This was the next step up in money! 🙂

76 left, I am in 41st.
73 left, I am in 71st.
72 left, I am in 69th.
69 left, I am in 64th.

This was the next step up in money! 🙂

64 left, I am in 41st.
59 left, I am in 46th.

This was the next step up in money! 🙂

56 left, I am in 43rd.
53 left, I am in 45th.
49 left, I am in 43rd.

This was the next step up in money! 🙂

44 left, I am in 41st.
41 left, I am in 39th.
40 left, I am in 38th.

This was the next step up in money! 🙂

Finished 39th!

81-100 paid $300.

71-80 paid $400.

61-70 paid $500.

51-60 paid $600.

41-50 paid $700.

31-40 paid $900, which is what I got, for finishing 39th. Notice the nice extra jump of an additional $100 for this next level from the previous levels. Sweet! 🙂

So, like I said in the title, July starts off with a bang. Total profit for July, all earned today: +$1,017.90! It will be hard to give it all back in July, but I’ll do my best. 😉

June 2007 Poker Summary

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Well, there have been quite a number of poker updates in June, so I’m thinking of not doing exactly the same type of statistical update I normally do at the end of a month. Since I doubt any of my readers really care (I usually do it for myself, to have an easy place to refer to the history). If I’m wrong, drop me a comment, and I’ll go through the effort of categorizing number of tourneys, types, wins/losses, etc…

So, since I will meander a bit with some tales of this month’s playing, I’ll start with the bottom line, usually reserved for the end of the post. This way, people who are only checking in to see whether I’m a winner or loser for the month, can skip the rest of the post.

Two of my previous posts recorded the highs (profit-wise) of the month. The first articulated the peak of $493 for the month, and the second just mentioned that I was up $10 more (without specifically mentioning the figure $503!).

When I got back to NY on June 24th, I got to play a lot more poker in the last week. On some levels, it was great. On a purely economic level, it would have been nice to simply not have played. I gave back $177 during the week, which left June at +$325.79. That’s by far my best month since starting to report here on my blog, but hardly my best month ever.

Those not interested in stories or feelings about my play this month, should click away now. 🙂

First, a meaningless side-story. One of the most famous online poker players in the world is Mark Kroon, a bar owner from Madison, Wisconsin. He goes by the moniker P0ker H0 (those are zeros not the letter O). The site used to have a nice profile on him, but the pages are now invalid. Here is a link to Google’s Cache of the page, but this will eventually go away as well…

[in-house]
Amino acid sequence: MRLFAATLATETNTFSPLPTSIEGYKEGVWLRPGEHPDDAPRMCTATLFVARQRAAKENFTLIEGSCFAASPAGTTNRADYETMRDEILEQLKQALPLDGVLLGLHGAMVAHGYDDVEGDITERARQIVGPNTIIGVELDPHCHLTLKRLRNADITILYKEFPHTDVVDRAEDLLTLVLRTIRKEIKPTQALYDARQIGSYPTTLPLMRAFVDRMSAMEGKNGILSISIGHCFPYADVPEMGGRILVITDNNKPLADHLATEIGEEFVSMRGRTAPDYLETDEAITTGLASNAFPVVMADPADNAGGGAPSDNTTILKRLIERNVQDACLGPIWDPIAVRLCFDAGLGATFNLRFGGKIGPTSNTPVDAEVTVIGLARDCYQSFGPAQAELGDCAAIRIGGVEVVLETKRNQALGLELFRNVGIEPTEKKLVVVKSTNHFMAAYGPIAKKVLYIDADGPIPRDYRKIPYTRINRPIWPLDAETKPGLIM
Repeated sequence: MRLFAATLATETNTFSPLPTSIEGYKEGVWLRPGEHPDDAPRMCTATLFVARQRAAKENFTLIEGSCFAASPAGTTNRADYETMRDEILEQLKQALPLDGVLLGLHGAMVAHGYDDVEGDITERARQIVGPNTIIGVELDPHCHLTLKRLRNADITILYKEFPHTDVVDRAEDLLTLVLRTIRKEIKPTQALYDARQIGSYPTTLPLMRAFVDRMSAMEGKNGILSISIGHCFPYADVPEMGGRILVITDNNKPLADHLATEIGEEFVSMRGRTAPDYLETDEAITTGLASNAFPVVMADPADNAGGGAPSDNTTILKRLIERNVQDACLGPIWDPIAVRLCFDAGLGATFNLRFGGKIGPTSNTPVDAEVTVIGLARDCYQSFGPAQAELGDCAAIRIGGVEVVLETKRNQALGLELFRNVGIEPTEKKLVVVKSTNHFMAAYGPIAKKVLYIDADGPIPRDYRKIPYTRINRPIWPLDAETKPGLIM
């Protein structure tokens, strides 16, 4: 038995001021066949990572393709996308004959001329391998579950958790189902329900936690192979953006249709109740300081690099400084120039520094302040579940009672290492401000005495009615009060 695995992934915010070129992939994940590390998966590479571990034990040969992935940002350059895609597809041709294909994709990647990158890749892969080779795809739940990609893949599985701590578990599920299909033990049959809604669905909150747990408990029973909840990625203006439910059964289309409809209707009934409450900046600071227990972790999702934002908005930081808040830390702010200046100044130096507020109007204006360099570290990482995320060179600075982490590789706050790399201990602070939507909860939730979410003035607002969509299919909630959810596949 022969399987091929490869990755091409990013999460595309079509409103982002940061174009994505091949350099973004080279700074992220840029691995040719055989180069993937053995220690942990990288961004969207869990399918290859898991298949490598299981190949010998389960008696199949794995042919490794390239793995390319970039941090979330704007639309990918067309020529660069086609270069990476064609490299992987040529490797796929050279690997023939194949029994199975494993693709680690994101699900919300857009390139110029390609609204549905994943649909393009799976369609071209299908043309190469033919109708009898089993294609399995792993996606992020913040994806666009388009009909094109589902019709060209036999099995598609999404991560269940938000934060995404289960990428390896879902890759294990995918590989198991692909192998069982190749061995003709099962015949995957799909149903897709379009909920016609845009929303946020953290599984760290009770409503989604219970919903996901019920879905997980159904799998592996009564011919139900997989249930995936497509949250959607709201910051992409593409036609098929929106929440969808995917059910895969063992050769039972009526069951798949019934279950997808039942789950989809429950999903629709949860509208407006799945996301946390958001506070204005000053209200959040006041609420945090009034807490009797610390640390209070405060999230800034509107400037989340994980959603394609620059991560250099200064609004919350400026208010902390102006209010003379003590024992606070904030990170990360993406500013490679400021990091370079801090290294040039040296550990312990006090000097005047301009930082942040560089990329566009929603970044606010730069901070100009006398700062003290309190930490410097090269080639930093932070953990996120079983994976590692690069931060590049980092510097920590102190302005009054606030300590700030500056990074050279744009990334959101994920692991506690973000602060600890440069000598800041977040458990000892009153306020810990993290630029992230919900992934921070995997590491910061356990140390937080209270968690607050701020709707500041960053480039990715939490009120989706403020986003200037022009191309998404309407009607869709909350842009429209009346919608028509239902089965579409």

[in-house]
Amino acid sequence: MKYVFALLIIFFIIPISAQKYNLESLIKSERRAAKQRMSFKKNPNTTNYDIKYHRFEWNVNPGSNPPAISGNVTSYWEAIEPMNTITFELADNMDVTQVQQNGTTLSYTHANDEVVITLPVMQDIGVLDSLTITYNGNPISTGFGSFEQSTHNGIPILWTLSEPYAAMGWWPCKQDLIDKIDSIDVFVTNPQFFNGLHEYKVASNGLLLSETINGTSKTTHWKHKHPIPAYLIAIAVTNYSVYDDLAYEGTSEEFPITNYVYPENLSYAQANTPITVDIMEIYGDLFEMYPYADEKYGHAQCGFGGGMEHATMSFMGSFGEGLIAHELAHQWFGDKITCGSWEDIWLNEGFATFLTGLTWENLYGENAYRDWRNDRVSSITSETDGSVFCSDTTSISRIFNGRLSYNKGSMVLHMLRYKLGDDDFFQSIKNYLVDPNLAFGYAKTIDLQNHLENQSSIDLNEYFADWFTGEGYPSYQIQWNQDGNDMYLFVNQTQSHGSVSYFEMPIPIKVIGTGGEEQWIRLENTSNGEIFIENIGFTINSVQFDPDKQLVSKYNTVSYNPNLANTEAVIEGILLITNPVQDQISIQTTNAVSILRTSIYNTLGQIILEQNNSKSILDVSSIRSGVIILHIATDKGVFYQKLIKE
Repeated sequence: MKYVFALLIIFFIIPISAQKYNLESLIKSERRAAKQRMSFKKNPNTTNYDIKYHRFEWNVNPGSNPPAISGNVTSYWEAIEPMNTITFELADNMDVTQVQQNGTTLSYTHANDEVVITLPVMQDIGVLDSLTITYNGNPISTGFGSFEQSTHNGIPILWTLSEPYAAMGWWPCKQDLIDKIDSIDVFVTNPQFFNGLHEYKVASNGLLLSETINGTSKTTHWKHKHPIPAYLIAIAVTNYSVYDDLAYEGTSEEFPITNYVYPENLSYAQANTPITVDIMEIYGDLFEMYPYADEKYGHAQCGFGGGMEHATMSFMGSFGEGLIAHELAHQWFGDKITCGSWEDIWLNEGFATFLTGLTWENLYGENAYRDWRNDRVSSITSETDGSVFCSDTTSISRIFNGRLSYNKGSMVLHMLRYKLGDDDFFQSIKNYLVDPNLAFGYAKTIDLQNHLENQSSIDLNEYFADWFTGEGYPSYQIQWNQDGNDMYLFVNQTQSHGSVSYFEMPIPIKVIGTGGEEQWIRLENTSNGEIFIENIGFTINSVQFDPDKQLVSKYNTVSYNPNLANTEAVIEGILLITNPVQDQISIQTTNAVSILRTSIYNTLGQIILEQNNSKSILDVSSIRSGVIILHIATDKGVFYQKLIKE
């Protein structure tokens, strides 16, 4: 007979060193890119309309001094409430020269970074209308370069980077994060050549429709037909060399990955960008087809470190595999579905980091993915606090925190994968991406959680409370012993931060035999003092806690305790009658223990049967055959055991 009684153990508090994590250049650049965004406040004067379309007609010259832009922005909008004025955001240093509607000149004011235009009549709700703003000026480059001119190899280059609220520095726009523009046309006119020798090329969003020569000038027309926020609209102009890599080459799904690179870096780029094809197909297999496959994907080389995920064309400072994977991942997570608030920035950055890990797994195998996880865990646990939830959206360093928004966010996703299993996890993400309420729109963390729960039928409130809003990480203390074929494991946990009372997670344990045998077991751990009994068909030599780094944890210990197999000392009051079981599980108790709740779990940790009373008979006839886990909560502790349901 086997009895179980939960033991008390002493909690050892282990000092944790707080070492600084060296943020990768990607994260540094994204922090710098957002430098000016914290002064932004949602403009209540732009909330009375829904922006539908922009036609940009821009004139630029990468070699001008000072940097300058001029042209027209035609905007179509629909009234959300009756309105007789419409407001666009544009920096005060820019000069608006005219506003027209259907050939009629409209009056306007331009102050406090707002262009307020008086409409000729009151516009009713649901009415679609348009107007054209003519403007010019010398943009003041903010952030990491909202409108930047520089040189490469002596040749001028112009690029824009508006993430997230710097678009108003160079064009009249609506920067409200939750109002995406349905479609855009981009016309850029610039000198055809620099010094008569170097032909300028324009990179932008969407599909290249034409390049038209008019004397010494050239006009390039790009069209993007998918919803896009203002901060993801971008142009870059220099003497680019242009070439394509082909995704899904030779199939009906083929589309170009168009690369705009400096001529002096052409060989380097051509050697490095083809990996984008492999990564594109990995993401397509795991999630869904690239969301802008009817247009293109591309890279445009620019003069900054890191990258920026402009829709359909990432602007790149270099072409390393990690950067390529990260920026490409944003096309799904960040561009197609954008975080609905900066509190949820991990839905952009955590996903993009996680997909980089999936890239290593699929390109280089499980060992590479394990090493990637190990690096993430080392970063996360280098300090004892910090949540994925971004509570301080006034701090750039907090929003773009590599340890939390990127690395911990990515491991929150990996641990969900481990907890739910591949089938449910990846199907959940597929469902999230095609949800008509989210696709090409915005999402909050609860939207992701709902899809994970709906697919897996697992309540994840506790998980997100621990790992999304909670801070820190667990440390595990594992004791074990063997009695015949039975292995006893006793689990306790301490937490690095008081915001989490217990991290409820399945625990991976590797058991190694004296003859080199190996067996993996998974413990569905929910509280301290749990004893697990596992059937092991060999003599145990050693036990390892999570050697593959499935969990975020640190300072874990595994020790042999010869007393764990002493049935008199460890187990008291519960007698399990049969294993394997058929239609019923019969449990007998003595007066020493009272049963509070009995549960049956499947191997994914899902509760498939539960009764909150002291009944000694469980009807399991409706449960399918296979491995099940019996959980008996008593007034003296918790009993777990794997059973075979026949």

I watch him play a fair amount, and he’s clearly amazing. He finishes in the money so often it’s mind-boggling. He also makes plays that appear to be insane much of the time, whether they work or not, but that’s part of his genius. Since people know that about him, he often gets called with the nuts, because people just assume he’s bluffing. He also often blows up, but who cares. When he makes the money, it’s more often a win than a minor cash. From what I can tell, he mints money online.

He also plays in some live tourneys, and I think he holds his own, though I don’t follow him enough, and he doesn’t make lots of televised final tables, so I’m not as familiar with his play in the real world.

So, why am I mentioning him? I have been playing on the same site with him for quite a while, and I’ve never been in a tourney with him. I watch him, but never run into him. Then, all of a sudden, one day in June, I’m playing in a $1.10 qualifier for my nightly $22 Omaha Hi-Lo tourney. Top 5 players get the free entry into the nightly tourney, 3 additional places pay small cash prizes.

When there were roughly 15 players left, I look at the leader board, and can’t believe it when I see that P0ker H0 is in first place. I had never seen him play in any Omaha tourney, let alone a $1 qualifier. Even the $22 nightly tourney would normally be below his typical limits, though I have seen him play in a number of $33 SnG tourneys (but Hold’Em ones).

We were playing at different tables, and his chip lead was big, but not dramatically bigger than the 2nd and 3rd place players. When we got down to 10 players, he and I were at the final table together, and I was one to his left (which is the best seat to be in against a player like him). At this point, he employed a strategy that makes sense in a normal tourney (meaning one with cash prizes that escalate for first place), but made no sense (to me!) in a tourney where 5th and 1st were identical payoffs. He was already practically guaranteed the free seat if he just folded every hand (which isn’t what I am advocating).

Instead, he raised every single hand the maximum amount, on every single betting opportunity! In a cash tourney, this can work well, as most people keep folding hoping he’ll knock others out. In this case, it’s remotely possible that he wouldn’t have made the money, and he had no advantage to accumulate more chips (which is the real point!).

Now, here’s the amazing thing. He won practically every hand. No, he didn’t have the best starting cards each time, it was just an amazing streak. By the time we got down to 6 players left (the “bubble”, where only one player doesn’t get the big prize), he had over 200,000 chips, and the second place player had around 30,000. Wow! When there were 8 players left, I was in 4th. But, when there were 6 players, I was in 5th. Sounds good since they pay top 5, but I was the next to be the big blind and then small blind, so unless I won one of those hands, and had the small stack lose his blinds, I would be out before him.